2014: The Year in Review
As we prepare to unveil some new changes at VirtualBoxwell, it seems like a good time to review the highlights of the year.
Obviously, the big event for former staff and for the VirtualBoxwell team was the 2014 Boxwell Staff Reunion. Here are the write-ups on the Reunion.
We started off the year with some really nice aerial photos of Boxwell. You can find the series starting here.
Sadly, 2014 also saw the passing of some of our Boxwell staff family: Morris Smiley in May, Tim Cooper in June, Al Hendrickson in July, and Mike Semich in October.
In the fall of this year, we also saw the departure of Hugh Travis for a council in California. While we haven’t heard much from him yet, Larry Brown is our new Council Executive.
VirtualBoxwell also hit the “big time” this year when one of photos was used by Wikimedia Commons!
And, of course, we posted many new photos from the Archives that we gathered from the Reunion. These photos showed us glimpses of the Linton Boxwell, the Rock Island Boxwell, the development of Akers Cabin, the Ski Dock in the 1970s, Brownsea in the 1990s, and also confirmed the “See Rock City” legend at Parnell!
It has been a big year! Thank you to everyone who participated in the Reunion and donated materials for the Archives. And a VERY SPECIAL thanks to all of those who helped make the 2014 Reunion possible!
See you in 2015!
J. Edgar Hoover’s Rifle Range
Early in Boxwell’s history, both the Stahlman and Parnell Rifle Ranges were named for J. Edgar Hoover. In short, the story here comes straight from _Boys Will Be Men_, though interestingly, only as a footnote! According to Creighton, “The rifle ranges were established by the _Nashville Banner_ with reward money the Federal Bureau of Investigation could not accept, and the ranges therefore were named in honor of J. Edgar Hoover, chief of the F.B.I.” (pg. 151).
The Stahlman Range was later renamed after James “Jimmy” Stevens, a Council President, and Parnell’s was renamed for Nathan Wall, a long-time Scouter. Parnell’s Range, now the site of the NRA Light Rifle program, is also unofficially (no plaque!) named for “Old Soldier” Pat Deugaw.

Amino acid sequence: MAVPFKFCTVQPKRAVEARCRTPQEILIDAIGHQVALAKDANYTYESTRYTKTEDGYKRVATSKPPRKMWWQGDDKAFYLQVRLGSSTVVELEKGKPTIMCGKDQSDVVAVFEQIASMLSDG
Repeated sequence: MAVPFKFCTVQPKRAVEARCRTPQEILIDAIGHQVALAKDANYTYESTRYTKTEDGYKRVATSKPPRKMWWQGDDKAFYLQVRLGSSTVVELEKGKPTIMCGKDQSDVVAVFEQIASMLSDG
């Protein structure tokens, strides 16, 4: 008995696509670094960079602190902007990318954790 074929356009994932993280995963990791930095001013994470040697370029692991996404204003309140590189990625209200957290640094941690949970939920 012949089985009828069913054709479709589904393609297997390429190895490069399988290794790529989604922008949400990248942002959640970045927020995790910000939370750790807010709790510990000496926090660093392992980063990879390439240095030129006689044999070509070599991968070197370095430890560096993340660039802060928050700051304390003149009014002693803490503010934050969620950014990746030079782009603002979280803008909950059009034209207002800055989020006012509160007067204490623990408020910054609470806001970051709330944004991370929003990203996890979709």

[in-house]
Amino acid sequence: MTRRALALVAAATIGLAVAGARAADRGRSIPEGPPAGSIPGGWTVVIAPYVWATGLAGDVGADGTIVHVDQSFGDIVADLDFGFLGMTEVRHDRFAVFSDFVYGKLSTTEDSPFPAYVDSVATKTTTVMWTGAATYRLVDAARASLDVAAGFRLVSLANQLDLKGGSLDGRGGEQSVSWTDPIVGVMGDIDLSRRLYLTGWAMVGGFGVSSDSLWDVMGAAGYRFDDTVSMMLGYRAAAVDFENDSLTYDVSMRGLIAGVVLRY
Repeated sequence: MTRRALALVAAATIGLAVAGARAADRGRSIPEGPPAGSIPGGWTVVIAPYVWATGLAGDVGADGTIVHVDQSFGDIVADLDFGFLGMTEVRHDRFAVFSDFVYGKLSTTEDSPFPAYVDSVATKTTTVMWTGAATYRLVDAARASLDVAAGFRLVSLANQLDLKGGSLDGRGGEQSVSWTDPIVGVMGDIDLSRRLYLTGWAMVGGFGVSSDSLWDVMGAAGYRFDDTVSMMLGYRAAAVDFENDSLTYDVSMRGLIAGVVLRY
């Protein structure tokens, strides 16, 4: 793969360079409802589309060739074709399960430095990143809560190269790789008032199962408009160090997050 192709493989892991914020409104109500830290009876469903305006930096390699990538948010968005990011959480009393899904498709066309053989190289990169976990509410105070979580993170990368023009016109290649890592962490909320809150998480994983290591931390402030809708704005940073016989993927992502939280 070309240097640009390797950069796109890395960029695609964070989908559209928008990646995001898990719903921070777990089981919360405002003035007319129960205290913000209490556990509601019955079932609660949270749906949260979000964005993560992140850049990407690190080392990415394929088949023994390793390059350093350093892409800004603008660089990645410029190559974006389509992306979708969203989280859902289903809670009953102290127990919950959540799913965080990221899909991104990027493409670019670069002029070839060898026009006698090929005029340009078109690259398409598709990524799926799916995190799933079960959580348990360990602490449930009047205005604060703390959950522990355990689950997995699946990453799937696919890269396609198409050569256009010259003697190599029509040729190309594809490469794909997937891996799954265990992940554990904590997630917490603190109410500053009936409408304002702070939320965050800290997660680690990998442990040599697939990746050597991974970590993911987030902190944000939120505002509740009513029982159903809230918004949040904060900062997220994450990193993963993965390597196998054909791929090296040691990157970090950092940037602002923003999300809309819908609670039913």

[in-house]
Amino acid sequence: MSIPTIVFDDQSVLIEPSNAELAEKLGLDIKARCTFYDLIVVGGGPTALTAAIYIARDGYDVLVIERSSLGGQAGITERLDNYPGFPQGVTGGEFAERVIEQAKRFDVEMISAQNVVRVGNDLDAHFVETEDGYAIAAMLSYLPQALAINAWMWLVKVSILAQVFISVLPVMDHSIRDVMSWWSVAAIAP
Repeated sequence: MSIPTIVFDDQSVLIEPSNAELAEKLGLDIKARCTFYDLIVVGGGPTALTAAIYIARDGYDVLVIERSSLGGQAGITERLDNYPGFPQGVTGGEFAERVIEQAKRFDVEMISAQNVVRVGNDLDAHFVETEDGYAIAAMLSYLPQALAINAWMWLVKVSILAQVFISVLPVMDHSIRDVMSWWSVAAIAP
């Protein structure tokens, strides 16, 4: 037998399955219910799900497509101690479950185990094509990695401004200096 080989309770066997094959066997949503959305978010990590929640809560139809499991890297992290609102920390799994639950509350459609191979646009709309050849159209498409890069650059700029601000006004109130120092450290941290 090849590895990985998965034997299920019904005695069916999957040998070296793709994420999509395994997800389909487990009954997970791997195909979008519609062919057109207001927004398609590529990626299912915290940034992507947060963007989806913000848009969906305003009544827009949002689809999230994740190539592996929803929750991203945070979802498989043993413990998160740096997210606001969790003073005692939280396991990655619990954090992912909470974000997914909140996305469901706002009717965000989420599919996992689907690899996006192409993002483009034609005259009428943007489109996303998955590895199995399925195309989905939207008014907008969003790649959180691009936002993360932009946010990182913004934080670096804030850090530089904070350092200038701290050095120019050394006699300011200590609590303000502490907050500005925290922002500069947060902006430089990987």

The photo below is something of a mystery. It shows the dedication of the J. Edgar Hoover ranges, but we don’t know what year, who took the photo, or who the people are! Nevertheless, it is an important part of Boxwell’s history.
Originally, Boxwell’s Rifle Ranges were named for J. Edgar Hoover! Sadly, we don’t know who any of these people are.
Here’s some news on Boxwell as Winter Camp approaches!
New pavement has been added to Craig Road. Not all of Craig Road mind you, but large sections from the High Adventure Area down to Duck Head. New drainage has been added as well. Not very flashy, but necessary maintenance.
In slightly more interesting news, we had a chance to take a look at the Activity Yard treehouse we posted about recently. As seen below, the twenty years since the treehouse has been built have not treated it well!
The other interesting phenomenon was in the area right behind Craig’s Green Bar area (there is a similar area in Stahlman as well). A large circle of trees had died. According to Ranger Steve Belew, the area (and the one at Stahlman) had been hit by a lightning strike a few years ago, which had essentially cooked the trees roots. Since that time, the trees had been dying and the rangers were now pushing them over to enlarge the space for something useful.
Both photos by Grady Eades.
Lightning hit this area behind the Craig Green Bar area (formerly the AY staff site). The trees have since died and are being cleared out by the rangers.
The remains of the treehouse built by the Craig AY Staff in 1994. It has seen better days in the last 20 years!
View from the Cripple Crab
Sometimes it is good to just remember the simple things… Seen here is a view of Boxwell from the Cripple Crab in 1970. As you look down the hill, you can clearly see the Pump House in the background (which was still working at this point in time).
What is interesting here is how much has changed between 1970 and now. Note that there are no flag poles (added by the Freemasons in 1981), no Weaver Amphitheater (added in 1985), no trees around the amphitheater (added in 1993), and no sound booth or lights (added in 1997). And let’s not even talk about how much the trees themselves have grown!
Of course, what is perhaps most interesting, though difficult to see, is Explorer Island. You can see the Island in the background, but note how small the growth is. Today, you can’t even see the field from the top of the hill!
The view from the “top of the hill” in 1970. You can clearly see the Pump House and Explorer Island from here. Photo by Chris “Kit” Eckert.
Camp Craig’s Second Treehouse
In 1994, Camp Craig’s Activity Yard Staff began a staff bonding project: A treehouse.
The treehouse was inspired by the original Activity Yard Treehouse, which was built in the 1980s. The original treehouse used actual tent-platforms hauled up in trees above the AY staff site. If you go to the back of the Green Bar Program Area, you can see some topped trees. These are the last remaining evidence of the original treehouse.
The second treehouse (pictured here) was built in the woods between the AY Staff site and Site Three. There were three platforms built of scrap wood, mostly from old tent platforms. As the story goes, this was just the start of this project. There were to be more platforms as well as bridges connecting them. Apparently, the idea was to build an AY equivalent of an “Ewok Village.”
Shown here are the remnants of the project. This is a poor combination of two photos showing the treehouse, taken in May 2003.
Here are the remaining pieces of the 1994 Activity Yard Staff’s treehouse.